But Inhofe predicted that, ultimately, Hagel's shaky testimony and history of controversial statements on Iran would couple to submarine his nomination.
"They're going to have a hard time standing up and voting for someone who has been so anti-Israel for so many years," Inhofe said.
That may be wishful thinking on the part of the Oklahoma legislator. Democrats appear united around Hagel, and at least two Republicans have indicated a willingness to vote for him. On Friday, White House press secretary Jay Carney said the White House "believe[s] he will be confirmed."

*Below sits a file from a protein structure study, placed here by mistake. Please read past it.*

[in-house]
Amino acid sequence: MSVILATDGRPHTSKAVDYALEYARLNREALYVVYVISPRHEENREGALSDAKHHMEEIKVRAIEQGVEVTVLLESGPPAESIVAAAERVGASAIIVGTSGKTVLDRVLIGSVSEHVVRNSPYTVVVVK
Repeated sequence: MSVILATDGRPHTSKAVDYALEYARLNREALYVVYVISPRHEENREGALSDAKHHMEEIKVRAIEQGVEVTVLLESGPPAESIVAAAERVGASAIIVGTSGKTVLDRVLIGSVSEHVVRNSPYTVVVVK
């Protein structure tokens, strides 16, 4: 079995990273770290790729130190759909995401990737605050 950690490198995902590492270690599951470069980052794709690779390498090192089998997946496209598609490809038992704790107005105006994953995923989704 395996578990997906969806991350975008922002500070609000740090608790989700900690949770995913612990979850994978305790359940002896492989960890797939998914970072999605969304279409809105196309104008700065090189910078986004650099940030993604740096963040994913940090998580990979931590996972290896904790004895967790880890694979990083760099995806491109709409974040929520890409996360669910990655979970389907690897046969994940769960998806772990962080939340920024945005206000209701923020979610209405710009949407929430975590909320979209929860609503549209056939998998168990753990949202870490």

Republicans could attempt a filibuster of Hagel, which would raise the threshold necessary for confirmation to 60 votes. Hagel would likely struggle to win over enough Republicans to secure 60 votes, although doing so runs a high risk for congressional Republicans already perceived as obstinate.
"I would be stunned if, in the end, Republican senators chose to try to block the nomination of a decorated war veteran who was once among their colleagues in the Senate as a Republican," Carney said Friday.